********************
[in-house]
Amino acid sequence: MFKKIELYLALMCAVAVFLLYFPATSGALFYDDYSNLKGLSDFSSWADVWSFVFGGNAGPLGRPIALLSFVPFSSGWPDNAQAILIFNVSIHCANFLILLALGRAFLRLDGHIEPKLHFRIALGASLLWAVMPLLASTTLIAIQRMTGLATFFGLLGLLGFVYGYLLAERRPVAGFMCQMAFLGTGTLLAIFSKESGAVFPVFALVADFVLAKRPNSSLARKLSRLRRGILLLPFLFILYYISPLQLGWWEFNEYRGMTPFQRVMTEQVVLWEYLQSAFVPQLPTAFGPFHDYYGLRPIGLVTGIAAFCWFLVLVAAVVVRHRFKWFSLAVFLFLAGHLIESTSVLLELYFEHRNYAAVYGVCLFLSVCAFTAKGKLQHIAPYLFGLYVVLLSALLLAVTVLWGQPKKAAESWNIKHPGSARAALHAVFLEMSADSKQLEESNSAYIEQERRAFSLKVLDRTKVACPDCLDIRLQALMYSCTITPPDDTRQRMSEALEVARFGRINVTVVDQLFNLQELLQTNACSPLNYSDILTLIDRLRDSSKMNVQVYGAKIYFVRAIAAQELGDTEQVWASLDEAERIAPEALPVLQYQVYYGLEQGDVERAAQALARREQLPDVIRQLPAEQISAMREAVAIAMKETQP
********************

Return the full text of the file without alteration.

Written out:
[in-house]
Amino acid sequence: MFKKIELYLALMCAVAVFLLYFPATSGALFYDDYSNLKGLSDFSSWADVWSFVFGGNAGPLGRPIALLSFVPFSSGWPDNAQAILIFNVSIHCANFLILLALGRAFLRLDGHIEPKLHFRIALGASLLWAVMPLLASTTLIAIQRMTGLATFFGLLGLLGFVYGYLLAERRPVAGFMCQMAFLGTGTLLAIFSKESGAVFPVFALVADFVLAKRPNSSLARKLSRLRRGILLLPFLFILYYISPLQLGWWEFNEYRGMTPFQRVMTEQVVLWEYLQSAFVPQLPTAFGPFHDYYGLRPIGLVTGIAAFCWFLVLVAAVVVRHRFKWFSLAVFLFLAGHLIESTSVLLELYFEHRNYAAVYGVCLFLSVCAFTAKGKLQHIAPYLFGLYVVLLSALLLAVTVLWGQPKKAAESWNIKHPGSARAALHAVFLEMSADSKQLEESNSAYIEQERRAFSLKVLDRTKVACPDCLDIRLQALMYSCTITPPDDTRQRMSEALEVARFGRINVTVVDQLFNLQELLQTNACSPLNYSDILTLIDRLRDSSKMNVQVYGAKIYFVRAIAAQELGDTEQVWASLDEAERIAPEALPVLQYQVYYGLEQGDVERAAQALARREQLPDVIRQLPAEQISAMREAVAIAMKETQP